- The Report found that a majority of firms do not have a code or flag to enable them to easily identify customers who required additional support even though most recognised the benefits of developing flags as markers to identify vulnerable customers. Firms also need to be careful not to breach of the Data Protection Act (DPA) in relation to raising flags where customer information is no longer considered accurate and up to date.
- Collecting and using management information
- The Report identified that there is a general lack of management information (MI) available in relation to customers in vulnerable circumstances. Where MI is collated, this only focuses on the identification and referrals to specialist teams and what the vulnerability is with no assessment of whether the solution offered in appropriate. There is a need to develop strong MI across businesses which is ‘outcomes focused, and forward looking’. This should include information on the number of vulnerable customers, types of vulnerability, solutions offered and what outcome was produced to allow businesses to assess the effectives of their solutions and analyse whether they need to be enhanced or reviewed.
Exploring the link between scams and vulnerability
The Report found that a customer in a vulnerable circumstance may be more susceptible to a scam. The Report recommends businesses take a more proactive stance in communicating with customers to identify scams, provide training to frontline staff to keep their knowledge of scams up to date, develop appropriate contact strategies for customers once a suspect transaction is detected, be alert to signs of customer vulnerability and delay payments to provide the customer sufficient time to reflect on a transaction which is usually not in line with a customer’s usual transaction history and where the recipient appears suspect.
Debt sale and vulnerability
Lenders need to consider the impact of debt collection outsourcing or debt sale on their customers. The development of minimum standards across creditors and their debt collection agencies (DCAs)/debt purchasers is recommended to present a best practice approach in ensuring customers in vulnerable circumstances are treated fairly and consistently. The Report identifies that vulnerability can take place at any time including post sale and so there should be clear responsibilities between the creditor and purchaser identified right from the start. The Report lists good practice measures which businesses should consider implementing. These include a DCA reviewing its vulnerable customer process for contingent collections to obtain the customer’s consent to disclose information to the creditor to allow the creditor to make a decision based on the customer’s vulnerable circumstance.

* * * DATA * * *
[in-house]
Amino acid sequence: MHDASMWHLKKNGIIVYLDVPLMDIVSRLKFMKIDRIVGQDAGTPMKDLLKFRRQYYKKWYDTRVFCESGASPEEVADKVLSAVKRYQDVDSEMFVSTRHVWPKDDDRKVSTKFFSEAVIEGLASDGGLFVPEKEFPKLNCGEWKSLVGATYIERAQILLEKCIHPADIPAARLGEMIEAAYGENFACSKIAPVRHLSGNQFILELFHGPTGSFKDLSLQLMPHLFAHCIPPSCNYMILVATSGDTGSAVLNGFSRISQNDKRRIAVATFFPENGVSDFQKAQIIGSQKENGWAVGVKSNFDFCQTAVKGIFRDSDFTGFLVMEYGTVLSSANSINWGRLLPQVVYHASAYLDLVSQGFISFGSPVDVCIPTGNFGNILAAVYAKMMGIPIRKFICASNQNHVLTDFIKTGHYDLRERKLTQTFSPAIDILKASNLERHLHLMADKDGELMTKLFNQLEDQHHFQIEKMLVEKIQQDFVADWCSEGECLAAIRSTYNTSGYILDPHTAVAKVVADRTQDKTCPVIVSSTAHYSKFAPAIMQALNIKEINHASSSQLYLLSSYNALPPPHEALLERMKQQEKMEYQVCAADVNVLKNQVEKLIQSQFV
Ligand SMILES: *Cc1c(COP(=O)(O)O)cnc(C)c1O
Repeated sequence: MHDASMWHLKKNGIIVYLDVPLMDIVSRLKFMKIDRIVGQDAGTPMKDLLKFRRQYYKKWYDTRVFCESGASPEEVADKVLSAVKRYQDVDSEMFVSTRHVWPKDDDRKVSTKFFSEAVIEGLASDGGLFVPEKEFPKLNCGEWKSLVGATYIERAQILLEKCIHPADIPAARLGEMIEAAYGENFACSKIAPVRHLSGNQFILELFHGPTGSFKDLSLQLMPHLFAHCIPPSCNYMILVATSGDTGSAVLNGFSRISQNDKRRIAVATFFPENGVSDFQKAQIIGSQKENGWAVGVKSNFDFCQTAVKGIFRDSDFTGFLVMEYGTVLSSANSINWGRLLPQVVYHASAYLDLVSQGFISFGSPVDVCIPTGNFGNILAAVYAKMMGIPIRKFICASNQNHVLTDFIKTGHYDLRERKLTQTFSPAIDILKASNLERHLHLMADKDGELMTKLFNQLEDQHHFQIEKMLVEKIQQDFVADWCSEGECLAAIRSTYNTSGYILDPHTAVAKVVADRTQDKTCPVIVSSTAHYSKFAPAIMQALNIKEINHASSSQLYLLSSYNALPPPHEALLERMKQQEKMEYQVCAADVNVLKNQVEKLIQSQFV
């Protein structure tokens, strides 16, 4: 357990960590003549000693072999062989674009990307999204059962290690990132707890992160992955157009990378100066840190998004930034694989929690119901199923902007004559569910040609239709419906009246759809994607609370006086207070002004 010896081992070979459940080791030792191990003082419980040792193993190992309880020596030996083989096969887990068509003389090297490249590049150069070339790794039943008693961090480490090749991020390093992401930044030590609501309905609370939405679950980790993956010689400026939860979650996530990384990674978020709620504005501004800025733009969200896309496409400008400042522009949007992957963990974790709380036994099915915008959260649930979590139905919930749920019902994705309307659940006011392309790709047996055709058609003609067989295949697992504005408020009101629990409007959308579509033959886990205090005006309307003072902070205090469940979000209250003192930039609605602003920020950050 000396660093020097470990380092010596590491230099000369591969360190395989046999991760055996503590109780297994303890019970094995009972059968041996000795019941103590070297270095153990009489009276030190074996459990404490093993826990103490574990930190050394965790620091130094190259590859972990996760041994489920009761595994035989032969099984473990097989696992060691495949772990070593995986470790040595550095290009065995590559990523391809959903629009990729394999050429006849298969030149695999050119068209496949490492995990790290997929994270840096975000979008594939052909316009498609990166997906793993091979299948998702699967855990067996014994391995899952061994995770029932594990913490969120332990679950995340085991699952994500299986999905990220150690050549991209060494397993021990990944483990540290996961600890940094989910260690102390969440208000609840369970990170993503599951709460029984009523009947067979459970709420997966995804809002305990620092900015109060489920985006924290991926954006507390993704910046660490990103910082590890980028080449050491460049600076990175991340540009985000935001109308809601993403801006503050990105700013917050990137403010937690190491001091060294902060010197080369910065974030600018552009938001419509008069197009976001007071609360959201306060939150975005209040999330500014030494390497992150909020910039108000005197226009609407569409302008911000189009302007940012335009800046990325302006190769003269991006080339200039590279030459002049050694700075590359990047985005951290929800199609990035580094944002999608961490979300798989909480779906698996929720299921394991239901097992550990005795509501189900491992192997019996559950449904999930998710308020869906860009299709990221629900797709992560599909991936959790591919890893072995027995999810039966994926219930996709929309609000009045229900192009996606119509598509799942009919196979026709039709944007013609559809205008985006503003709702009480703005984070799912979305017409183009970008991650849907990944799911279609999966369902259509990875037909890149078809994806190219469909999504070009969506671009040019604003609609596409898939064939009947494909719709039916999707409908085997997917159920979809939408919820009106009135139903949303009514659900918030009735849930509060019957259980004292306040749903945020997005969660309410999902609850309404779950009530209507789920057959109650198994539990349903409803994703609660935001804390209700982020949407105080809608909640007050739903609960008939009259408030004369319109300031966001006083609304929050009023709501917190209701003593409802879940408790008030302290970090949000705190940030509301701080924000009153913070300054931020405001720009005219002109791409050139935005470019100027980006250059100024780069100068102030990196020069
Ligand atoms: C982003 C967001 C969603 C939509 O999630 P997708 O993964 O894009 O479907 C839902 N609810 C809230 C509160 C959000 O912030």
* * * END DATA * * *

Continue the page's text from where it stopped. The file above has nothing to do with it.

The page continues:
On-going monitoring of practices and case reviews
Businesses should undertake ongoing review and assessment of the effectiveness of policies, processes and training. The Report specifically suggests businesses to consider implementing case reviews for customers identified as vulnerable earlier on in the ‘customer journey’ as the information gained from these assessments may help businesses identify whether the treatments offered at an earlier stage are helpful in preventing the customer getting into difficulty. Businesses should establish how effectively their strategy is in identifying vulnerability, and where this is identified, how their control framework responds with solutions. Information gained from these assessments may help businesses identify whether the treatments offered at an earlier stage are helpful in preventing the customer getting into difficulty.
What the findings and recommendations mean for businesses
The LSB has developed a number of desired customer outcomes relating to consumer vulnerability, and this will form the basis of the vulnerability section in the standards that it is currently developing. The outcomes will be supported by detailed practical guidance for businesses and examples of best practice to demonstrate how businesses may be able to achieve the outcomes in practice.
The Report recognises that most firms are at an early stage in developing an approach to vulnerability, but there is an acceptance of the importance of vulnerability which is an issue which extends beyond debt collection. It is advised businesses take on broad the findings and recommendations from the Report and begin to evaluate their current practice.